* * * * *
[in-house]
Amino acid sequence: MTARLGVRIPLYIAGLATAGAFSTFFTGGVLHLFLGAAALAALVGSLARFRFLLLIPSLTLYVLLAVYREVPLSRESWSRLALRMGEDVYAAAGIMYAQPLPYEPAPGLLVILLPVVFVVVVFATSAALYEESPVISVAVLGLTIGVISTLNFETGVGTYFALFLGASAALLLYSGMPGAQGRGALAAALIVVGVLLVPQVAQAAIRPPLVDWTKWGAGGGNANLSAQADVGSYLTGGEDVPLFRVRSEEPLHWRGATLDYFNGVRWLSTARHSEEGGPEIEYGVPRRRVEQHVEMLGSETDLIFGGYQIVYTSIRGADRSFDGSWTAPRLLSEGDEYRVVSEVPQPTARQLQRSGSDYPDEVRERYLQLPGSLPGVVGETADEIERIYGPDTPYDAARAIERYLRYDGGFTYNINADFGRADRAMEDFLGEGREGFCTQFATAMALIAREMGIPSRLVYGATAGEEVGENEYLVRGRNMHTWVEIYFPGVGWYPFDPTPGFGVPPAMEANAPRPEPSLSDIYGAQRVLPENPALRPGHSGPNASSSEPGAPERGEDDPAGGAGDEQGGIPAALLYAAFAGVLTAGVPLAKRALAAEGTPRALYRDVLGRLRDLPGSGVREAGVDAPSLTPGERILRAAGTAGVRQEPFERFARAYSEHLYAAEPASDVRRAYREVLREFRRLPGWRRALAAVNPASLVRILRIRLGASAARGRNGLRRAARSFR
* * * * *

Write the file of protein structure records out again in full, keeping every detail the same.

[in-house]
Amino acid sequence: MTARLGVRIPLYIAGLATAGAFSTFFTGGVLHLFLGAAALAALVGSLARFRFLLLIPSLTLYVLLAVYREVPLSRESWSRLALRMGEDVYAAAGIMYAQPLPYEPAPGLLVILLPVVFVVVVFATSAALYEESPVISVAVLGLTIGVISTLNFETGVGTYFALFLGASAALLLYSGMPGAQGRGALAAALIVVGVLLVPQVAQAAIRPPLVDWTKWGAGGGNANLSAQADVGSYLTGGEDVPLFRVRSEEPLHWRGATLDYFNGVRWLSTARHSEEGGPEIEYGVPRRRVEQHVEMLGSETDLIFGGYQIVYTSIRGADRSFDGSWTAPRLLSEGDEYRVVSEVPQPTARQLQRSGSDYPDEVRERYLQLPGSLPGVVGETADEIERIYGPDTPYDAARAIERYLRYDGGFTYNINADFGRADRAMEDFLGEGREGFCTQFATAMALIAREMGIPSRLVYGATAGEEVGENEYLVRGRNMHTWVEIYFPGVGWYPFDPTPGFGVPPAMEANAPRPEPSLSDIYGAQRVLPENPALRPGHSGPNASSSEPGAPERGEDDPAGGAGDEQGGIPAALLYAAFAGVLTAGVPLAKRALAAEGTPRALYRDVLGRLRDLPGSGVREAGVDAPSLTPGERILRAAGTAGVRQEPFERFARAYSEHLYAAEPASDVRRAYREVLREFRRLPGWRRALAAVNPASLVRILRIRLGASAARGRNGLRRAARSFR